How to create a Forest School portfolio

This post is part of the series Forest School Portfolio

What is a Forest School portfolio?

A portfolio is a collection of work that demonstrates knowledge, skills or talent. All Level 3 Forest School Leadership courses require you to create a portfolio of evidence. Your Forest School portfolio will demonstrate all of your hard work and showcase the knowledge and practical skills you have gained during your course.

Think of your portfolio as a showcase of your Forest School journey so far. It should demonstrate your experiences and and your thought processes, show what you have learnt and how you have grown as a Forest School practitioner and a human being.

General advice

  • Quality over quantity! – It really doesn’t matter how long your portfolio is or how many words you’ve written as long as you’ve demonstrated you understand the topic.
  • Be different! – Don’t be afraid to present your portfolio in the way that suits you best. Your portfolio can be electronic or written by hand on paper. Your portfolio doesn’t even have to be a written document, you could present some or all of it as a video or podcast for example. Why not create your portfolio as a blog or website to share with others?
  • A picture is worth a thousand words. – Take lots and lots of photos on your course. Photo’s can be used to demonstrate everything from knot tying skills to identification of plants on your site.
  • Talk and share! – Don’t be afraid to talk to your course trainer, other learners on the course and other Forest School practitioners. Ask advice and share your knowledge with others.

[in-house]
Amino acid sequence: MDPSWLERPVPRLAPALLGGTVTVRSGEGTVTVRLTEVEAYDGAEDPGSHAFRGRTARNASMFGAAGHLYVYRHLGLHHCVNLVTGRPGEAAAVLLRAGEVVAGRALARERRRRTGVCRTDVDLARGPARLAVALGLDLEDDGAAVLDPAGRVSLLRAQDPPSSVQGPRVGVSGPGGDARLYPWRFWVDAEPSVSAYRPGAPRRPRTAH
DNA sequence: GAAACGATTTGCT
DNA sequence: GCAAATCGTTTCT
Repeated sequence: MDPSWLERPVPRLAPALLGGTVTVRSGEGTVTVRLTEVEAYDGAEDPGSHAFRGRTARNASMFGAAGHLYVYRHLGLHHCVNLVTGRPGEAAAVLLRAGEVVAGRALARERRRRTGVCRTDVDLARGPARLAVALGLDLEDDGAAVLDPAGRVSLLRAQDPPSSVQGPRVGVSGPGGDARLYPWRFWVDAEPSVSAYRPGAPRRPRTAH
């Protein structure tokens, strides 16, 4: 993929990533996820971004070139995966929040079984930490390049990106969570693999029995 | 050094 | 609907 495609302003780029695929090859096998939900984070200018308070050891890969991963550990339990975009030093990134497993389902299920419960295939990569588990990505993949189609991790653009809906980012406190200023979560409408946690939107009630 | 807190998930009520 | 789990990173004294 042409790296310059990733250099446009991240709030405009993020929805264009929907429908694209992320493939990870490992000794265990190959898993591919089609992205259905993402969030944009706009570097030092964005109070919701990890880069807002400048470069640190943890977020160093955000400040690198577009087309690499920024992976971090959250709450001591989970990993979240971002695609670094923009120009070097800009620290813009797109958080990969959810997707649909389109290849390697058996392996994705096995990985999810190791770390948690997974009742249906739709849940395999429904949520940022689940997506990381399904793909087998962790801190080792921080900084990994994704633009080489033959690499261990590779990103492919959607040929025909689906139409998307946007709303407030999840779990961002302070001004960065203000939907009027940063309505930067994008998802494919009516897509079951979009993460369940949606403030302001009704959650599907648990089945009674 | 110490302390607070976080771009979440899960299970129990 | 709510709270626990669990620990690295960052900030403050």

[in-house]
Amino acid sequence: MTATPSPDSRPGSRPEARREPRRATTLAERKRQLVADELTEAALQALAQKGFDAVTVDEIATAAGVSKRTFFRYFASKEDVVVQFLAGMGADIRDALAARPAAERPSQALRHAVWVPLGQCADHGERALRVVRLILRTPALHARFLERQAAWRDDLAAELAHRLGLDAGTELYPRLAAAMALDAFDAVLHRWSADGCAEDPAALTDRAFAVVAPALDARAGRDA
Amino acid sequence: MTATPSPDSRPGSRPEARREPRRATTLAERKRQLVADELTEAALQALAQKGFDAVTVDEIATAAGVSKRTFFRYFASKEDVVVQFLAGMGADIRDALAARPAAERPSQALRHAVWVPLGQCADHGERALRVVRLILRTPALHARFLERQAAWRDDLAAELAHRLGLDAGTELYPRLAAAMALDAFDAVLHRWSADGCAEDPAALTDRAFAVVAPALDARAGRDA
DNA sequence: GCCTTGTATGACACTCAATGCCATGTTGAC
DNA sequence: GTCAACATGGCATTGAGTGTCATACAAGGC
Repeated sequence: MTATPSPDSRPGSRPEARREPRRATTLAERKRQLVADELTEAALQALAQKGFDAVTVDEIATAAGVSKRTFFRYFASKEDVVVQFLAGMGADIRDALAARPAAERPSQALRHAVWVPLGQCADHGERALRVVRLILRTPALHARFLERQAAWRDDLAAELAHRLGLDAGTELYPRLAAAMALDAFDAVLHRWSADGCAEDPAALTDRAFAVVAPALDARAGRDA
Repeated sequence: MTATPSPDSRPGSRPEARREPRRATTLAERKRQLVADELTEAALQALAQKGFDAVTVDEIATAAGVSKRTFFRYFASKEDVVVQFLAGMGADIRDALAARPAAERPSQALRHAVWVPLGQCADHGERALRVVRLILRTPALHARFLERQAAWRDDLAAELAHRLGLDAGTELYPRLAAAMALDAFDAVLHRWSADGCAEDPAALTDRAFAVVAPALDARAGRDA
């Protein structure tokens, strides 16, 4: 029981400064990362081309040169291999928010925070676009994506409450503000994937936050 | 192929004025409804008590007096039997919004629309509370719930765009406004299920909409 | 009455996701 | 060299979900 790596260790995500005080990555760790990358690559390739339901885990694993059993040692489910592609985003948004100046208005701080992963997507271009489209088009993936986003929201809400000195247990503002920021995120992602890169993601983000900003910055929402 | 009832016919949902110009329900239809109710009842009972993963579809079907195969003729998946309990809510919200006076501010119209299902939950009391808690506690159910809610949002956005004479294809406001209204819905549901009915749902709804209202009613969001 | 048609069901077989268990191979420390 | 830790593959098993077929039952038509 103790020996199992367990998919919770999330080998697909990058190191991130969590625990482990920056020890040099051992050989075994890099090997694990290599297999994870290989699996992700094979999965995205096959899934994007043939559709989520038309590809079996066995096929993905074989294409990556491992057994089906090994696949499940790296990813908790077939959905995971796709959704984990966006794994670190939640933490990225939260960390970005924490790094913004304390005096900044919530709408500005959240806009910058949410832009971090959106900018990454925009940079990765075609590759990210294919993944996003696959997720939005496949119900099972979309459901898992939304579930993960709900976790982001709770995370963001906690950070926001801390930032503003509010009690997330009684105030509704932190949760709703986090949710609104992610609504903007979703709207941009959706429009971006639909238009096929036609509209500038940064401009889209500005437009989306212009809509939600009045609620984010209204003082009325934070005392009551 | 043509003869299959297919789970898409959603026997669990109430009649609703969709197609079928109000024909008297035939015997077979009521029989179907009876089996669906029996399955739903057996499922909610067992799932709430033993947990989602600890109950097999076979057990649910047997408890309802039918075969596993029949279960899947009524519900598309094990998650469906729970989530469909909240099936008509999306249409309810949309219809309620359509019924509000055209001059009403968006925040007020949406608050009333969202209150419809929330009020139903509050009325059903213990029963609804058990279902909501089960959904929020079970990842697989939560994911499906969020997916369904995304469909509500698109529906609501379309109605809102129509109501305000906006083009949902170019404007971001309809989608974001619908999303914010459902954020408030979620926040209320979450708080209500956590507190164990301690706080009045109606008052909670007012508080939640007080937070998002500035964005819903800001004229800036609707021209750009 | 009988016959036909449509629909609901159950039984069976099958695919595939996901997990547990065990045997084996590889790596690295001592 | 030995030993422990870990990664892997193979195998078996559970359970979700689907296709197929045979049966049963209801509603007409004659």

What should my Forest School portfolio include?

Your Forest School trainer should give your a list of unit titles and details about what should be in each. The exact content of the course will vary from provider to provider but all will cover the same key topics. Read through the articles in our Forest School Portfolio series for a step by step guide on how to tackle each section.

Your portfolio should include:

  • A title page of some kind. Make sure your trainer has up to date contact details so they can return your portfolio and get in touch if they have any questions.
  • Your evidence organised in a sensible order with each section clearly labelled or divided.
  • An index that tells your trainer where to find the evidence for each section. If your portfolio is written this would be page numbers, it it’s electronic it may be web addresses or links.
  • A list of appendices or attachments if you have included them.
  • Your failures and challenges as well as your successes. Trainers want to see how you have developed over the course and including information about how you overcame problems is a great way of showing personal growth.

Forest School Portfolio Examples

It goes without saying that copying and pasting sections of someone else’s portfolio is plagiarism and a sure fire way to void your portfolio and fail your Forest School Leadership course. That said, reading about other peoples experiences and looking at how they approached or presented sections of the portfolio can be really useful.

Below are a list of example, complete, Forest School portfolios.

  • A complete Level 3 Forest School Portfolio can be found at the following website: www.ForestSchoolPortfolio.com
  • A completed portfolio from Geoffrey Guy can be downloaded as a PDF file.

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